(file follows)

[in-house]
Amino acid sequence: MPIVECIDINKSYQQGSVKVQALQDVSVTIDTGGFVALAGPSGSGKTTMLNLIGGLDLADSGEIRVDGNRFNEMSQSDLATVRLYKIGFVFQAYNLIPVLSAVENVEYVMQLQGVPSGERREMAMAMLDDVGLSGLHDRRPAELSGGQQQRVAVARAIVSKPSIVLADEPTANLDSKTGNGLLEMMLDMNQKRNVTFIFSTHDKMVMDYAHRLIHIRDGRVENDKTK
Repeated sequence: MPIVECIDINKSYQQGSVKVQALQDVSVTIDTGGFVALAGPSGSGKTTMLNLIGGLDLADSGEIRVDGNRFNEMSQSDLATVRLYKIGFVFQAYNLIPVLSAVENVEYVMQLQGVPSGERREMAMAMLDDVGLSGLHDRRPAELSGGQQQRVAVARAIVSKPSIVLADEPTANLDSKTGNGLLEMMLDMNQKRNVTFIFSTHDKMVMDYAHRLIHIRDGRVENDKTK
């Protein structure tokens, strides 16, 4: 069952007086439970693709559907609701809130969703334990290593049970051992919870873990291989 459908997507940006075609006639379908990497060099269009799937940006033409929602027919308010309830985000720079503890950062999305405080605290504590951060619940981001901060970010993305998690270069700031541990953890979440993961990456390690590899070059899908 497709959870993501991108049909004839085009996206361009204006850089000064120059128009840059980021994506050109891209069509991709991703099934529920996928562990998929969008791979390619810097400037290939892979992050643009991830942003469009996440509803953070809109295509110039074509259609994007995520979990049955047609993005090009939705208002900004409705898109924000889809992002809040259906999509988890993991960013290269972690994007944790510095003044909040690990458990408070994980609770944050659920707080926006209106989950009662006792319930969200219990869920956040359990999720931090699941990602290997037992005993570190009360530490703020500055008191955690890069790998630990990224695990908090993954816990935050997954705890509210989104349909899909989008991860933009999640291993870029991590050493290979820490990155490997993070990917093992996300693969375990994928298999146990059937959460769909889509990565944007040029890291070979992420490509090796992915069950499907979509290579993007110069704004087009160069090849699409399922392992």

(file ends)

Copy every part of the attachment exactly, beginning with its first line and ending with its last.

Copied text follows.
[in-house]
Amino acid sequence: MPIVECIDINKSYQQGSVKVQALQDVSVTIDTGGFVALAGPSGSGKTTMLNLIGGLDLADSGEIRVDGNRFNEMSQSDLATVRLYKIGFVFQAYNLIPVLSAVENVEYVMQLQGVPSGERREMAMAMLDDVGLSGLHDRRPAELSGGQQQRVAVARAIVSKPSIVLADEPTANLDSKTGNGLLEMMLDMNQKRNVTFIFSTHDKMVMDYAHRLIHIRDGRVENDKTK
Repeated sequence: MPIVECIDINKSYQQGSVKVQALQDVSVTIDTGGFVALAGPSGSGKTTMLNLIGGLDLADSGEIRVDGNRFNEMSQSDLATVRLYKIGFVFQAYNLIPVLSAVENVEYVMQLQGVPSGERREMAMAMLDDVGLSGLHDRRPAELSGGQQQRVAVARAIVSKPSIVLADEPTANLDSKTGNGLLEMMLDMNQKRNVTFIFSTHDKMVMDYAHRLIHIRDGRVENDKTK
């Protein structure tokens, strides 16, 4: 069952007086439970693709559907609701809130969703334990290593049970051992919870873990291989 459908997507940006075609006639379908990497060099269009799937940006033409929602027919308010309830985000720079503890950062999305405080605290504590951060619940981001901060970010993305998690270069700031541990953890979440993961990456390690590899070059899908 497709959870993501991108049909004839085009996206361009204006850089000064120059128009840059980021994506050109891209069509991709991703099934529920996928562990998929969008791979390619810097400037290939892979992050643009991830942003469009996440509803953070809109295509110039074509259609994007995520979990049955047609993005090009939705208002900004409705898109924000889809992002809040259906999509988890993991960013290269972690994007944790510095003044909040690990458990408070994980609770944050659920707080926006209106989950009662006792319930969200219990869920956040359990999720931090699941990602290997037992005993570190009360530490703020500055008191955690890069790998630990990224695990908090993954816990935050997954705890509210989104349909899909989008991860933009999640291993870029991590050493290979820490990155490997993070990917093992996300693969375990994928298999146990059937959460769909889509990565944007040029890291070979992420490509090796992915069950499907979509290579993007110069704004087009160069090849699409399922392992």